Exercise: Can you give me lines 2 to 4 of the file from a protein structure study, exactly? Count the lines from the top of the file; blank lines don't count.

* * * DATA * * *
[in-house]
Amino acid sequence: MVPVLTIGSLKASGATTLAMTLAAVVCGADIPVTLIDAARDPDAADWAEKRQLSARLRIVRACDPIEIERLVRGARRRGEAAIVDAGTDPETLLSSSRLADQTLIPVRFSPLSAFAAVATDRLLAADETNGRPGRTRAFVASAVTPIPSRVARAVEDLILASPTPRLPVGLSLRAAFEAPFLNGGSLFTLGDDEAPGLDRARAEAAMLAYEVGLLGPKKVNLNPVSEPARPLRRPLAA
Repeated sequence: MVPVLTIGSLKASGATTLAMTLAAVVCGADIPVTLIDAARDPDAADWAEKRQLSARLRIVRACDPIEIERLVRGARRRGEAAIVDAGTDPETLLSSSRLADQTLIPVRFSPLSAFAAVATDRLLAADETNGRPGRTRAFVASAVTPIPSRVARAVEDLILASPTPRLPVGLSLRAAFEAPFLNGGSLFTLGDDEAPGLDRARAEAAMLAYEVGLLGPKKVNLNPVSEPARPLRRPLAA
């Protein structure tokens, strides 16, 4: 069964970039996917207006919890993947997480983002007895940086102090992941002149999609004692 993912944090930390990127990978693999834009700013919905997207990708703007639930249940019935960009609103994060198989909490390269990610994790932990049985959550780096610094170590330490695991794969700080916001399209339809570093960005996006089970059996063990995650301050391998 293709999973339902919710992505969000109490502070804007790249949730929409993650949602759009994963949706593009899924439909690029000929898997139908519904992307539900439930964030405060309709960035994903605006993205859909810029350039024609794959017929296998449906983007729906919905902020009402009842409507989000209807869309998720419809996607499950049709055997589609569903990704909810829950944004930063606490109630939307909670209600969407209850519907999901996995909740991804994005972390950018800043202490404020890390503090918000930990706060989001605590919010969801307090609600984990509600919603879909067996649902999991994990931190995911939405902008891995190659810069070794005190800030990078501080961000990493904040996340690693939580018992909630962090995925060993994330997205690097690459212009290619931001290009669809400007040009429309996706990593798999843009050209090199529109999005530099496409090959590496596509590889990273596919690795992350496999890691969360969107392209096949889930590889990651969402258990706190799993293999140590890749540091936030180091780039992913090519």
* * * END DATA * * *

Amino acid sequence: MVPVLTIGSLKASGATTLAMTLAAVVCGADIPVTLIDAARDPDAADWAEKRQLSARLRIVRACDPIEIERLVRGARRRGEAAIVDAGTDPETLLSSSRLADQTLIPVRFSPLSAFAAVATDRLLAADETNGRPGRTRAFVASAVTPIPSRVARAVEDLILASPTPRLPVGLSLRAAFEAPFLNGGSLFTLGDDEAPGLDRARAEAAMLAYEVGLLGPKKVNLNPVSEPARPLRRPLAA
Repeated sequence: MVPVLTIGSLKASGATTLAMTLAAVVCGADIPVTLIDAARDPDAADWAEKRQLSARLRIVRACDPIEIERLVRGARRRGEAAIVDAGTDPETLLSSSRLADQTLIPVRFSPLSAFAAVATDRLLAADETNGRPGRTRAFVASAVTPIPSRVARAVEDLILASPTPRLPVGLSLRAAFEAPFLNGGSLFTLGDDEAPGLDRARAEAAMLAYEVGLLGPKKVNLNPVSEPARPLRRPLAA
């Protein structure tokens, strides 16, 4: 069964970039996917207006919890993947997480983002007895940086102090992941002149999609004692 993912944090930390990127990978693999834009700013919905997207990708703007639930249940019935960009609103994060198989909490390269990610994790932990049985959550780096610094170590330490695991794969700080916001399209339809570093960005996006089970059996063990995650301050391998 293709999973339902919710992505969000109490502070804007790249949730929409993650949602759009994963949706593009899924439909690029000929898997139908519904992307539900439930964030405060309709960035994903605006993205859909810029350039024609794959017929296998449906983007729906919905902020009402009842409507989000209807869309998720419809996607499950049709055997589609569903990704909810829950944004930063606490109630939307909670209600969407209850519907999901996995909740991804994005972390950018800043202490404020890390503090918000930990706060989001605590919010969801307090609600984990509600919603879909067996649902999991994990931190995911939405902008891995190659810069070794005190800030990078501080961000990493904040996340690693939580018992909630962090995925060993994330997205690097690459212009290619931001290009669809400007040009429309996706990593798999843009050209090199529109999005530099496409090959590496596509590889990273596919690795992350496999890691969360969107392209096949889930590889990651969402258990706190799993293999140590890749540091936030180091780039992913090519």